“Why should I answer one so rude?” he said scornfully, fanning himself with a fan made of exotic pink feathers.

“Because I’ll be wearing a necklace of your entrails if you don’t,” Tarrin said in a vicious tone, extending his claws as he stalked towards the fop menacingly.

“You wouldn’t dare bring the wrath of the Deva upon yourself!” he gasped.

“Try me.”

“I-I-I don’t know where he is, but I think that Memerime would know,” he stammered. “Meremime knows everything!”

“Where do I find this Meremime?” Tarrin demanded, coming to a stop within reach of his magical self-moving litter.

“Meremime runs the Salty Siren, a tavern on the Krut,” he gibbered. “Go that way and count twelve streets, and turn left at the twelth. Count two streets and you’ll see it on the right side of the street. It has a statue of a siren outside.”

Tarrin looked him over carefully, deciding if he was being deceptive, but decided that he was suitably terrified to speak the truth. “Thank you,” he said curtly, turning and stalking away even as he retracted his wings, as skin grew over the pools of living fire in his back, and his vest mended itself whole.

It didn’t take him long to find this tavern, mainly because of the garish, fifteen span high statue of a naked female of attractive features and foam-blue skin and hair outside the blue-painted building. Tarrin ducked in through the doorless entry, moving into a surprisingly large and open common room that had plenty of light. The place was oval in shape inside, with the bar curving across the back of the room facing the door and with booths lining the walls not taken up by the bar. The floor was depressed, lower than the street outside, set apart from the entry by two steps tiled with shells and bits of coral, a floor that was covered with white sand. The walls were decorated with fishing nets, shells, skeletons of aquatic creatures, harpoons, sextants, a ship’s steering wheel, and other objects and weapons that one would associate with the sea, sailing, fishing, and aquatic life. There were two staircases flanking the open entryway, which he passed as he stepped into the common room and down the two steps that formed the sunken floor.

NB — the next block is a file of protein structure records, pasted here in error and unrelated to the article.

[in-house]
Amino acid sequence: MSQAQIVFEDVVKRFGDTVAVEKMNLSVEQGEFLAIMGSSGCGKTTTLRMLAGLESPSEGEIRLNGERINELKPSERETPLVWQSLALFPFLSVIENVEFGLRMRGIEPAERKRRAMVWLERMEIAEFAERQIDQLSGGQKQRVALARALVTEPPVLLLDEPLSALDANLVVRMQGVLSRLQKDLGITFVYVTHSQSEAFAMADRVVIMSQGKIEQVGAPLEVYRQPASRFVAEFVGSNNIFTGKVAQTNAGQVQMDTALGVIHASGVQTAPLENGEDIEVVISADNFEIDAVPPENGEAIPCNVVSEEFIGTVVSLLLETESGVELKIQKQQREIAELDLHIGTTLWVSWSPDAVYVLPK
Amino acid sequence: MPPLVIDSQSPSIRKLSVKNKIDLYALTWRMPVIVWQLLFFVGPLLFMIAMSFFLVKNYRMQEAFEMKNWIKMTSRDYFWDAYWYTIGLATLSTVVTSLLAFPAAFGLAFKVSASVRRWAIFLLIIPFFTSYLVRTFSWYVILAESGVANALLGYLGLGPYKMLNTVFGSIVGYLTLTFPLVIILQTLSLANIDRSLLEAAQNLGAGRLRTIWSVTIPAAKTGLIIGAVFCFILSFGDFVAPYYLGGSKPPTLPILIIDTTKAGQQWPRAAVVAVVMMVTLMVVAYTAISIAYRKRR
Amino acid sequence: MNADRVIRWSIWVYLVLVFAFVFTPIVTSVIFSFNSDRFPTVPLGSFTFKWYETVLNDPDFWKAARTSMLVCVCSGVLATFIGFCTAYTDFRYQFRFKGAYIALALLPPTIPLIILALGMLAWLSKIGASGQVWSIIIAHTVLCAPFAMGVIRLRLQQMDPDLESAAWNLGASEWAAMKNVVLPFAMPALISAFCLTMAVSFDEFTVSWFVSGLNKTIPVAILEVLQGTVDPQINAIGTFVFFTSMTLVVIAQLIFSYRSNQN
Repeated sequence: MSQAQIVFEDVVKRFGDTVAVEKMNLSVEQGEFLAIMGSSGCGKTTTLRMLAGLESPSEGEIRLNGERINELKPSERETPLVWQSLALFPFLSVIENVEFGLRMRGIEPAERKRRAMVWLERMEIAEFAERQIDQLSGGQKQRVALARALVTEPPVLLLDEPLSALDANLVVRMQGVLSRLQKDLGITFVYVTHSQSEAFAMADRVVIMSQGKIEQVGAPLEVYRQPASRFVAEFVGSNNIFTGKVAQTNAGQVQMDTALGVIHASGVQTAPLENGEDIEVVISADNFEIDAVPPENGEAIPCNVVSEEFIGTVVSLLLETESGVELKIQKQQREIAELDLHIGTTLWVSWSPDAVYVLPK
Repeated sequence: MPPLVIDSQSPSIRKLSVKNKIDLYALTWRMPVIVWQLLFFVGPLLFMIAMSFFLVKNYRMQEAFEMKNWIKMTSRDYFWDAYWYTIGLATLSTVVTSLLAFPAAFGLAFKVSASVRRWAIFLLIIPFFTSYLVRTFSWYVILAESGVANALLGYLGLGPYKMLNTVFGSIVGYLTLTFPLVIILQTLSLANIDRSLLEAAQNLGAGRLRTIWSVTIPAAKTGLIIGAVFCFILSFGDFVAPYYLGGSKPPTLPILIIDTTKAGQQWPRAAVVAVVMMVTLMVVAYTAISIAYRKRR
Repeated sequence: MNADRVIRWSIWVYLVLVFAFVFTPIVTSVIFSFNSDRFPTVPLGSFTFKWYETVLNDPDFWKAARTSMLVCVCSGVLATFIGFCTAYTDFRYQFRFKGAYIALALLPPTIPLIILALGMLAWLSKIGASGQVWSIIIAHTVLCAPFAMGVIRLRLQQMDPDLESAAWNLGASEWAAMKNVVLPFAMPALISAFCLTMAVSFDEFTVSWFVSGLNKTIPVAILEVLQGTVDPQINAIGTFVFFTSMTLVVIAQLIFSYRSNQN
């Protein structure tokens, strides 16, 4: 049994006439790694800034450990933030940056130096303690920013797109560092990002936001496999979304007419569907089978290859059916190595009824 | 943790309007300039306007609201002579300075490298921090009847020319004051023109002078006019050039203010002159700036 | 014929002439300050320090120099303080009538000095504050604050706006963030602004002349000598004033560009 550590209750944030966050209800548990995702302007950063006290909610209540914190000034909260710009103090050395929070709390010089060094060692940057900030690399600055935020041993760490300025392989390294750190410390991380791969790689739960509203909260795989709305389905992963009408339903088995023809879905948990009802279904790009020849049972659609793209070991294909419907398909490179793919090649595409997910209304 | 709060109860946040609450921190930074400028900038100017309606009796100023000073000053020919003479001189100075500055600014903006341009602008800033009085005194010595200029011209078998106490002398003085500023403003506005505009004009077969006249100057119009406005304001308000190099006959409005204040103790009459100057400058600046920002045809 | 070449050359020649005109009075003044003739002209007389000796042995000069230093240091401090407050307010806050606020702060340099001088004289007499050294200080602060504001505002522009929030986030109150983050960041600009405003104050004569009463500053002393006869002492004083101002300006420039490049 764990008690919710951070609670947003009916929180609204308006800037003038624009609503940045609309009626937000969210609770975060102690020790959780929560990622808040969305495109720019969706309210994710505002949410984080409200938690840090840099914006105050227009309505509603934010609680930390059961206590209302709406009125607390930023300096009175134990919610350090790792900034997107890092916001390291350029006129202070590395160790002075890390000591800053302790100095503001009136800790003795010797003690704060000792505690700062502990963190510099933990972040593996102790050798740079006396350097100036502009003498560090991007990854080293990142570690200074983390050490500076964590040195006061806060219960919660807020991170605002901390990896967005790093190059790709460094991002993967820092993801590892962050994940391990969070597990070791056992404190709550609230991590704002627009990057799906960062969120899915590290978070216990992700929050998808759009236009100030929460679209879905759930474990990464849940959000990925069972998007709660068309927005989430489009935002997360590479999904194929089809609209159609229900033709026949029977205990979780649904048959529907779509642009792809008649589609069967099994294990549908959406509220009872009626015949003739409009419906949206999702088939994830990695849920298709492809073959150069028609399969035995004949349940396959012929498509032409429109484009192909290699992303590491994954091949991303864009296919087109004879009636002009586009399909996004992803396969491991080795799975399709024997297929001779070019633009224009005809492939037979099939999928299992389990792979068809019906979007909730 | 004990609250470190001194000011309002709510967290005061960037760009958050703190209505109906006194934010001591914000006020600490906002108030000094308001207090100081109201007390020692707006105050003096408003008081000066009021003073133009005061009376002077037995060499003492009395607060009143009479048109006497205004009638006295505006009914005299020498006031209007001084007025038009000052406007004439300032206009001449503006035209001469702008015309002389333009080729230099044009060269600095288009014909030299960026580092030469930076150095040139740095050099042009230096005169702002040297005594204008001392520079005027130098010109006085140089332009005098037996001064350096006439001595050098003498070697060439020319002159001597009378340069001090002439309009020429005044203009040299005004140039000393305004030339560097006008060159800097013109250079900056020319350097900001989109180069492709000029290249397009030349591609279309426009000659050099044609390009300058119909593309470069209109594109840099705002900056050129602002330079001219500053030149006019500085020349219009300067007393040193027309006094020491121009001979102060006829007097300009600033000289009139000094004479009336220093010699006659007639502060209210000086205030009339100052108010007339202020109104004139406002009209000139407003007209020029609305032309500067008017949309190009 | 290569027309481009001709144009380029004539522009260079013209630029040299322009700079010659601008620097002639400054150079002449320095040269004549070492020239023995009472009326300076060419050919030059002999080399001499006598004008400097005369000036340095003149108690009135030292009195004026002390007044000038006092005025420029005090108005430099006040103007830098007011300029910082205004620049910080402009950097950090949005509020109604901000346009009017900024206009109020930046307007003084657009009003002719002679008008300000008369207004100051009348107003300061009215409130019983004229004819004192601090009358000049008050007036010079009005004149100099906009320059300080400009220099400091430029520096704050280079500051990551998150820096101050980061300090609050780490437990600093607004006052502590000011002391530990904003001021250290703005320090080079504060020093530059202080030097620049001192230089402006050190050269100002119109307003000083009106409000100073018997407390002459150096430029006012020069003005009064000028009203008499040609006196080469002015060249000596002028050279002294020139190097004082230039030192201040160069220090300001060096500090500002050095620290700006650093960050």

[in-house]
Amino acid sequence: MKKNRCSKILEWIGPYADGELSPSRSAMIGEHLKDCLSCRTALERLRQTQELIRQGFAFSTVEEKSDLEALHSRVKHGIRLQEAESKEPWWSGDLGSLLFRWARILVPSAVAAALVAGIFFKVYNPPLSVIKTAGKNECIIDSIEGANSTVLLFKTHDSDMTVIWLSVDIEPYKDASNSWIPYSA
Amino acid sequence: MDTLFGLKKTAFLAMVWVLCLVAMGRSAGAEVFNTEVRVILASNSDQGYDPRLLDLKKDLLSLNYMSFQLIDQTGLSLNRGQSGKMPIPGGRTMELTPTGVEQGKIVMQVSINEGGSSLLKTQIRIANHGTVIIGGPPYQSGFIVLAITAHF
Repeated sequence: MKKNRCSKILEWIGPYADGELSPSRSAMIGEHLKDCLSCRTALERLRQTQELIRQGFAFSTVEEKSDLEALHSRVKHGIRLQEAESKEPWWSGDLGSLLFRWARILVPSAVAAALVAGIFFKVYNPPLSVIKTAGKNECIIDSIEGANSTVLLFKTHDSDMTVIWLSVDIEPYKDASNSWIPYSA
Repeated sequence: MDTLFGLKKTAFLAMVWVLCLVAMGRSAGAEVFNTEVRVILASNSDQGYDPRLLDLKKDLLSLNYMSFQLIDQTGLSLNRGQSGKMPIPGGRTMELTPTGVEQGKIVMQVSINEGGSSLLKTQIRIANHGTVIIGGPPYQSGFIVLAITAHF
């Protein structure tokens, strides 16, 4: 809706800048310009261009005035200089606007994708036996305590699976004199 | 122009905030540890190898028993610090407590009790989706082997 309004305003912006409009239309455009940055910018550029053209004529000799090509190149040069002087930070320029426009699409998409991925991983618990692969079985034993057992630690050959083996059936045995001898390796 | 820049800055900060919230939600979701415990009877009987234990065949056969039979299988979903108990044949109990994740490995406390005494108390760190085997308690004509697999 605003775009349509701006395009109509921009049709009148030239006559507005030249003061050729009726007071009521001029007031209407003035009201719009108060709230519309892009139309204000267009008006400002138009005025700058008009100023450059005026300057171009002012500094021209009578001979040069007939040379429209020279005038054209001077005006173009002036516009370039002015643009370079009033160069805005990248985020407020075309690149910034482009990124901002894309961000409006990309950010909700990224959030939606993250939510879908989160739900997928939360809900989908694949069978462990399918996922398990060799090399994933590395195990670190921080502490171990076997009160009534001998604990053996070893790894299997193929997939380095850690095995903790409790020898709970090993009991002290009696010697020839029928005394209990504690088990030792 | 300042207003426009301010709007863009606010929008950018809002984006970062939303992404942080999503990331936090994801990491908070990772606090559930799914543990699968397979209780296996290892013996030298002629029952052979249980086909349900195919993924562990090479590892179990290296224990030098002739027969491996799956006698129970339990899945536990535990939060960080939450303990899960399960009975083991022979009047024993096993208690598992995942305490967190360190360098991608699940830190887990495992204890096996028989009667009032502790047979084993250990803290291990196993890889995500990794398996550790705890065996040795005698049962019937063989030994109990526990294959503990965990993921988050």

Meremime, to his surprise, was a Siren. He knew because there was a Siren behind the bar, someone called her name, and she responded. Sirens were ocean-dwelling females whose voices could ensnare the minds of the men who heard them, and they existed on his own world. This Siren looked much like the Siren that Haley had singing at his festhall, with chalky blue skin, like the foam of the sea in the morning, and bone white hair that was long and thick and very straight. She was very pretty, but she didn’t look like a young woman. Hers was instead the handsomeness of a mature woman, much like the handsome looks of Triana, beautiful without a doubt but in the way of a woman, not of a girl. She had a slightly narrow face with almost overly large green eyes, strong cheeks, a narrow nose that seemed just a tad sharp, and large, pouty lips crowning a very sharp chin.

Tarrin came straight to the bar, coming between two archons sitting at stools, one of which gazed upon her with almost puppy-like adoration, and put his paws atop it before him widely and leaned down.

“Welcome to my tavern, my Lord,” she said grandly. “We don’t get many gods here. May I get you something?”